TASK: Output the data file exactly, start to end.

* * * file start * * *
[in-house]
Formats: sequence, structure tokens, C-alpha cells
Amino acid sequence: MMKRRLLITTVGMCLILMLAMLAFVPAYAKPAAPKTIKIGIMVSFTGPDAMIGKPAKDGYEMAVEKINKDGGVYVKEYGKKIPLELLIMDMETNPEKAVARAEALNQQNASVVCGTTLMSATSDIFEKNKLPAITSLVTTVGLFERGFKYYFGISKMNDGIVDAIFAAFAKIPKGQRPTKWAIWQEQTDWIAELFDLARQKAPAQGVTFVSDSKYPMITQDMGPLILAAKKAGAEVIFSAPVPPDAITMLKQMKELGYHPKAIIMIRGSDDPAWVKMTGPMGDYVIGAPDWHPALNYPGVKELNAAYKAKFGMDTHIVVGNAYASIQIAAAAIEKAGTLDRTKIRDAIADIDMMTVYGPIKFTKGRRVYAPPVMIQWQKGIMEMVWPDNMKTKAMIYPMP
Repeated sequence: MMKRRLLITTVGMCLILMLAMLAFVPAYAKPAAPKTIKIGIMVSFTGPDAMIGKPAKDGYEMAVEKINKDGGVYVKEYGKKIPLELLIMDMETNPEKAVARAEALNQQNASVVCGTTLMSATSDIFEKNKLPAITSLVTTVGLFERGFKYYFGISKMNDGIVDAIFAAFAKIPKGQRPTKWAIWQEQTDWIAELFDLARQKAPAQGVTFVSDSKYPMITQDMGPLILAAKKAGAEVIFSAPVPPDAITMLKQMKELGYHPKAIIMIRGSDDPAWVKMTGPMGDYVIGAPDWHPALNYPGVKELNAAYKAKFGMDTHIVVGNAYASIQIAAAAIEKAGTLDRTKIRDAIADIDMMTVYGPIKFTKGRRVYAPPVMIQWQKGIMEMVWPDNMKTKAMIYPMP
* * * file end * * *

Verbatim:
[in-house]
Formats: sequence, structure tokens, C-alpha cells
Amino acid sequence: MMKRRLLITTVGMCLILMLAMLAFVPAYAKPAAPKTIKIGIMVSFTGPDAMIGKPAKDGYEMAVEKINKDGGVYVKEYGKKIPLELLIMDMETNPEKAVARAEALNQQNASVVCGTTLMSATSDIFEKNKLPAITSLVTTVGLFERGFKYYFGISKMNDGIVDAIFAAFAKIPKGQRPTKWAIWQEQTDWIAELFDLARQKAPAQGVTFVSDSKYPMITQDMGPLILAAKKAGAEVIFSAPVPPDAITMLKQMKELGYHPKAIIMIRGSDDPAWVKMTGPMGDYVIGAPDWHPALNYPGVKELNAAYKAKFGMDTHIVVGNAYASIQIAAAAIEKAGTLDRTKIRDAIADIDMMTVYGPIKFTKGRRVYAPPVMIQWQKGIMEMVWPDNMKTKAMIYPMP
Repeated sequence: MMKRRLLITTVGMCLILMLAMLAFVPAYAKPAAPKTIKIGIMVSFTGPDAMIGKPAKDGYEMAVEKINKDGGVYVKEYGKKIPLELLIMDMETNPEKAVARAEALNQQNASVVCGTTLMSATSDIFEKNKLPAITSLVTTVGLFERGFKYYFGISKMNDGIVDAIFAAFAKIPKGQRPTKWAIWQEQTDWIAELFDLARQKAPAQGVTFVSDSKYPMITQDMGPLILAAKKAGAEVIFSAPVPPDAITMLKQMKELGYHPKAIIMIRGSDDPAWVKMTGPMGDYVIGAPDWHPALNYPGVKELNAAYKAKFGMDTHIVVGNAYASIQIAAAAIEKAGTLDRTKIRDAIADIDMMTVYGPIKFTKGRRVYAPPVMIQWQKGIMEMVWPDNMKTKAMIYPMP